GATB: a software toolbox for genome assembly and analysis

Abstract : The analysis of NGS data remains a time and space-consuming task. Many efforts have been made to provide efficient data structures for indexing the terabytes of data generated by the fast sequencing machines (Suffix Array, Burrows-Wheeler transform, Bloom Filter, etc.). Mapper tools, genome assemblers, SNP callers, etc., make an intensive use of these data structures to keep their memory footprint as lower as possible.The overall efficiency of NGS software is brought by a smart combination of how data are represented inside the computer memory and how they are processed through the available processing units inside a processor. Developing such software is thus a real challenge, as it requires a large spectrum of competences from high-level data structure and algorithm concepts to tiny details of implementation.GATB toolboxThe GATB software toolbox aims to lighten the design of NGS algorithms. It offers a panel of high-level optimized building blocks to speed-up the development of NGS tools related to genome assembly and/or genome analysis. The underlying data structure is the de Bruijn graph, and the general parallelism model is multithreading. The GATB library targets standard computing resources such as current multicore processor (laptop computer, small server) with a few GB of memory. From high-level C++ API, NGS programing designers can rapidly elaborate their own software based on state-of-the-art algorithms and data structures of the domain.The GATB library is written in C++ and is available at the following web site http://gatb.inria.fr under the GNU Affero GPL license.Genomic SoftwareFrom the GATB toolbox, various software targeting specific genomic treatments have been designed. Below is a short list of tools currently available. Many other tools are under development.Minia is a short-read assembler capable of assembling large and complex genomes into contigs on a desktop computer. The assembler produces contigs of similar length and accuracy compared to other assemblers. As an example, a Boa constrictor constrictor (1.6 Gbp) dataset (Illumina 2x120 bp reads, 125x coverage) from Assemblathon 2 can be processed in approximately 45 hours and 3GB of memory on a standard computer (3.4 GHz 8-core processor) using a single core, yielding a contig N50 of 3.6 Kbp (prior to scaffolding and gap-filling).Bloocoo is a k-mer spectrum-based read error corrector, designed to correct large datasets with a very low memory footprint. The correction procedure is similar to the Musket multistage approach. Bloocoo yields similar results while requiring far less memory: as an example, it can correct whole human genome re-sequencing reads at 70 x coverage with less than 4GB of memory.DiscoSNP aims to discover Single Nucleotide Polymorphism (SNP) from non-assembled reads. Applied on a mouse dataset (2.88 Gbp, 100 bp Illumina reads), DiscoSnp takes 34 hours and at most 4.5 GB RAM memory. In the same spirit, the TakeABreak software discovers inversions from non-assembled reads. It directly finds particular patterns in the de Bruijn Graph, and provides execution performances similar to DiscoSNP.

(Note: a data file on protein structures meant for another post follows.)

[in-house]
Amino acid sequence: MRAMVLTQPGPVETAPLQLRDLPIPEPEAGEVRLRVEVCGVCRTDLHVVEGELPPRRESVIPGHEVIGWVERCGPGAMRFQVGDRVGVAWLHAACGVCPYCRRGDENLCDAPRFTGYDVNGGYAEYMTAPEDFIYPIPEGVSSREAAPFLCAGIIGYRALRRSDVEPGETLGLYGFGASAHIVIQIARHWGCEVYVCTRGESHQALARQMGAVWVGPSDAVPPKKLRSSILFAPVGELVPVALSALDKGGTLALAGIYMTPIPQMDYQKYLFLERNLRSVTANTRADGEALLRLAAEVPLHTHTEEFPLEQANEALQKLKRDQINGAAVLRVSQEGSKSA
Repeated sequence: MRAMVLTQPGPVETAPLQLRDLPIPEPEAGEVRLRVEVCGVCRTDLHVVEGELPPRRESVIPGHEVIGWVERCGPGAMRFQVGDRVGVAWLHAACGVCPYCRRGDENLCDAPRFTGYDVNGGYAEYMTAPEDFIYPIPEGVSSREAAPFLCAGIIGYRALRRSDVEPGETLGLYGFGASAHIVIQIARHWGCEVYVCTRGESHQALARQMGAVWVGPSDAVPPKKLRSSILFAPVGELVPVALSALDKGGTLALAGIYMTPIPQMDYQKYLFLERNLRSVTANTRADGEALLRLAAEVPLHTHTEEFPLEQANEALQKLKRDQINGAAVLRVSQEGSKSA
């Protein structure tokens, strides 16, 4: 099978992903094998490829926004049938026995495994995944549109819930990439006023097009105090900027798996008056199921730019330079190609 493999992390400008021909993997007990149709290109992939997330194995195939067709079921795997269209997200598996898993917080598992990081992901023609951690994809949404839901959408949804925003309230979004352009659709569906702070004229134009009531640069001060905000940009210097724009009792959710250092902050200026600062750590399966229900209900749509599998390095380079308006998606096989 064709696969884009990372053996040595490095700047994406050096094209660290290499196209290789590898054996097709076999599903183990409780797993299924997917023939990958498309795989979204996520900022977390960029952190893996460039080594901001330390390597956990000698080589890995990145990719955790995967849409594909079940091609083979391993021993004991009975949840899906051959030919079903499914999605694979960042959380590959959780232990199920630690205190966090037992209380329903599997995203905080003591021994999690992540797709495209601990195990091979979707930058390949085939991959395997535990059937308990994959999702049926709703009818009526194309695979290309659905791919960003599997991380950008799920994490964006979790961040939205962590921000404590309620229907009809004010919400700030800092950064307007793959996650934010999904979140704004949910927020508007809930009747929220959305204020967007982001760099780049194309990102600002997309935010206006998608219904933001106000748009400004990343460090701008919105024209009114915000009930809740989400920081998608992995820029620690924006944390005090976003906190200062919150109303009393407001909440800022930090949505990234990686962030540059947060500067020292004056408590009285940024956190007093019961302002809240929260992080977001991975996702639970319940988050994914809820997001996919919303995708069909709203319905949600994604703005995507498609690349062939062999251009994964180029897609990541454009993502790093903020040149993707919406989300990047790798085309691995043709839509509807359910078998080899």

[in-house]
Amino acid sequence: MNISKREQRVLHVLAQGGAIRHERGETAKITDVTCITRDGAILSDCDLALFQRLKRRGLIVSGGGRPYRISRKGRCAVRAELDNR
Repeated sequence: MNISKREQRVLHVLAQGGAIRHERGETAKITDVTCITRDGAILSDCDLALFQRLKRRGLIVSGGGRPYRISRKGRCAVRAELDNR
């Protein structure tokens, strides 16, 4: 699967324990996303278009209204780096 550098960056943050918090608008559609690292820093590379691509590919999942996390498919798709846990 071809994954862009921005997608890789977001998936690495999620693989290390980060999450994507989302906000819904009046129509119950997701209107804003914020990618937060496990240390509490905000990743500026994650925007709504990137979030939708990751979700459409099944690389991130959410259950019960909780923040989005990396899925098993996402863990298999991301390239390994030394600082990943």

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https://hal.archives-ouvertes.fr/hal-01088641
Contributor : Dominique Lavenier <>
Submitted on : Tuesday, December 9, 2014 - 10:16:35 PM
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Erwan Drezen, Guillaume Rizk, Rayan Chikhi, Charles Deltel, Claire Lemaitre, et al.. GATB: a software toolbox for genome assembly and analysis. Bio-IT World Conference, Apr 2014, Boston, United States. ⟨hal-01088641⟩

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